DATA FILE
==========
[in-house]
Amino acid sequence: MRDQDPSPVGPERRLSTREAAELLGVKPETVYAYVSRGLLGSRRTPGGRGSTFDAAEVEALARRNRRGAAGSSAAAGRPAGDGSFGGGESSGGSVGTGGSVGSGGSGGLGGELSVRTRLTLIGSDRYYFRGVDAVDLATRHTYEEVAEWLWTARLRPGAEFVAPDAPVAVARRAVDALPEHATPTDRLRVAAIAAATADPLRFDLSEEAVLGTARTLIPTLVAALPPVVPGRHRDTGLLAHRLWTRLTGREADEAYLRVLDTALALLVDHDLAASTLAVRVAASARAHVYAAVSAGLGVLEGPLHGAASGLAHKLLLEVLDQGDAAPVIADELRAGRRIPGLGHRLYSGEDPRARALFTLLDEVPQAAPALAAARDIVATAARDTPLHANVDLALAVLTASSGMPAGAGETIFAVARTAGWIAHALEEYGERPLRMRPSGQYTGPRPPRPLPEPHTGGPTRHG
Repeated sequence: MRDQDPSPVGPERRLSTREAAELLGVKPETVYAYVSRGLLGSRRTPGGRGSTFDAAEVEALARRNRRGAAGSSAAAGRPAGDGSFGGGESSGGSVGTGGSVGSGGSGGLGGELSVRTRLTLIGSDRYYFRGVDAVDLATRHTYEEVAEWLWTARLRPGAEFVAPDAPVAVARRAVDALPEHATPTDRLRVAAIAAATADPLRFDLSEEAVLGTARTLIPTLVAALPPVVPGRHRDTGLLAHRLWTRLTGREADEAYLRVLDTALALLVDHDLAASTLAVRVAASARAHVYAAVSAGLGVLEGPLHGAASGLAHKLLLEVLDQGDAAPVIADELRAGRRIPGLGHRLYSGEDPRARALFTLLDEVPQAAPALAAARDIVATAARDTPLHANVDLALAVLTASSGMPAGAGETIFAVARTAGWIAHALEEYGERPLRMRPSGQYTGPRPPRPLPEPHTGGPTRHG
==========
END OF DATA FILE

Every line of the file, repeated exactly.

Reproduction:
[in-house]
Amino acid sequence: MRDQDPSPVGPERRLSTREAAELLGVKPETVYAYVSRGLLGSRRTPGGRGSTFDAAEVEALARRNRRGAAGSSAAAGRPAGDGSFGGGESSGGSVGTGGSVGSGGSGGLGGELSVRTRLTLIGSDRYYFRGVDAVDLATRHTYEEVAEWLWTARLRPGAEFVAPDAPVAVARRAVDALPEHATPTDRLRVAAIAAATADPLRFDLSEEAVLGTARTLIPTLVAALPPVVPGRHRDTGLLAHRLWTRLTGREADEAYLRVLDTALALLVDHDLAASTLAVRVAASARAHVYAAVSAGLGVLEGPLHGAASGLAHKLLLEVLDQGDAAPVIADELRAGRRIPGLGHRLYSGEDPRARALFTLLDEVPQAAPALAAARDIVATAARDTPLHANVDLALAVLTASSGMPAGAGETIFAVARTAGWIAHALEEYGERPLRMRPSGQYTGPRPPRPLPEPHTGGPTRHG
Repeated sequence: MRDQDPSPVGPERRLSTREAAELLGVKPETVYAYVSRGLLGSRRTPGGRGSTFDAAEVEALARRNRRGAAGSSAAAGRPAGDGSFGGGESSGGSVGTGGSVGSGGSGGLGGELSVRTRLTLIGSDRYYFRGVDAVDLATRHTYEEVAEWLWTARLRPGAEFVAPDAPVAVARRAVDALPEHATPTDRLRVAAIAAATADPLRFDLSEEAVLGTARTLIPTLVAALPPVVPGRHRDTGLLAHRLWTRLTGREADEAYLRVLDTALALLVDHDLAASTLAVRVAASARAHVYAAVSAGLGVLEGPLHGAASGLAHKLLLEVLDQGDAAPVIADELRAGRRIPGLGHRLYSGEDPRARALFTLLDEVPQAAPALAAARDIVATAARDTPLHANVDLALAVLTASSGMPAGAGETIFAVARTAGWIAHALEEYGERPLRMRPSGQYTGPRPPRPLPEPHTGGPTRHG